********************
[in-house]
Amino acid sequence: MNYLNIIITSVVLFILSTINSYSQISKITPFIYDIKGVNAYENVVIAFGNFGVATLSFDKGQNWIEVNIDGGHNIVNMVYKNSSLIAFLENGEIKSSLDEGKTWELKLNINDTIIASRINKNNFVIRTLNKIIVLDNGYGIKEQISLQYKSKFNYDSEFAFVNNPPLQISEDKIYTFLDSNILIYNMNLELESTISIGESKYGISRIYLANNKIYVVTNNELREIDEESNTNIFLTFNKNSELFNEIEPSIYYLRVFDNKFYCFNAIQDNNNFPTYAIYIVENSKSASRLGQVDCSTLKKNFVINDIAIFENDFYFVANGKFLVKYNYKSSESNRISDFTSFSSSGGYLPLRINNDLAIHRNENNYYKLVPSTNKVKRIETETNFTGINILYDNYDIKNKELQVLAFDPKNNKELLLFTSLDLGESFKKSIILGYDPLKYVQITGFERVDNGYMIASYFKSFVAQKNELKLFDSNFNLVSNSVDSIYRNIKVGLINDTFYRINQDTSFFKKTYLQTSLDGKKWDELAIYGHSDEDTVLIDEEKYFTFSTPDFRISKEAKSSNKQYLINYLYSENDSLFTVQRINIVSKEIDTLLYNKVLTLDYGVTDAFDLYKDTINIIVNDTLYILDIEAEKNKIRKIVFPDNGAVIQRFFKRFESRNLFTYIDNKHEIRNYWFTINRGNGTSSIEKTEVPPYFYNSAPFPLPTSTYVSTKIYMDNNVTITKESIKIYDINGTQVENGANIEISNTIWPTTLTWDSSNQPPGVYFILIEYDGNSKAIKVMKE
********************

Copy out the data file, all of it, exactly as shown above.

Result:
[in-house]
Amino acid sequence: MNYLNIIITSVVLFILSTINSYSQISKITPFIYDIKGVNAYENVVIAFGNFGVATLSFDKGQNWIEVNIDGGHNIVNMVYKNSSLIAFLENGEIKSSLDEGKTWELKLNINDTIIASRINKNNFVIRTLNKIIVLDNGYGIKEQISLQYKSKFNYDSEFAFVNNPPLQISEDKIYTFLDSNILIYNMNLELESTISIGESKYGISRIYLANNKIYVVTNNELREIDEESNTNIFLTFNKNSELFNEIEPSIYYLRVFDNKFYCFNAIQDNNNFPTYAIYIVENSKSASRLGQVDCSTLKKNFVINDIAIFENDFYFVANGKFLVKYNYKSSESNRISDFTSFSSSGGYLPLRINNDLAIHRNENNYYKLVPSTNKVKRIETETNFTGINILYDNYDIKNKELQVLAFDPKNNKELLLFTSLDLGESFKKSIILGYDPLKYVQITGFERVDNGYMIASYFKSFVAQKNELKLFDSNFNLVSNSVDSIYRNIKVGLINDTFYRINQDTSFFKKTYLQTSLDGKKWDELAIYGHSDEDTVLIDEEKYFTFSTPDFRISKEAKSSNKQYLINYLYSENDSLFTVQRINIVSKEIDTLLYNKVLTLDYGVTDAFDLYKDTINIIVNDTLYILDIEAEKNKIRKIVFPDNGAVIQRFFKRFESRNLFTYIDNKHEIRNYWFTINRGNGTSSIEKTEVPPYFYNSAPFPLPTSTYVSTKIYMDNNVTITKESIKIYDINGTQVENGANIEISNTIWPTTLTWDSSNQPPGVYFILIEYDGNSKAIKVMKE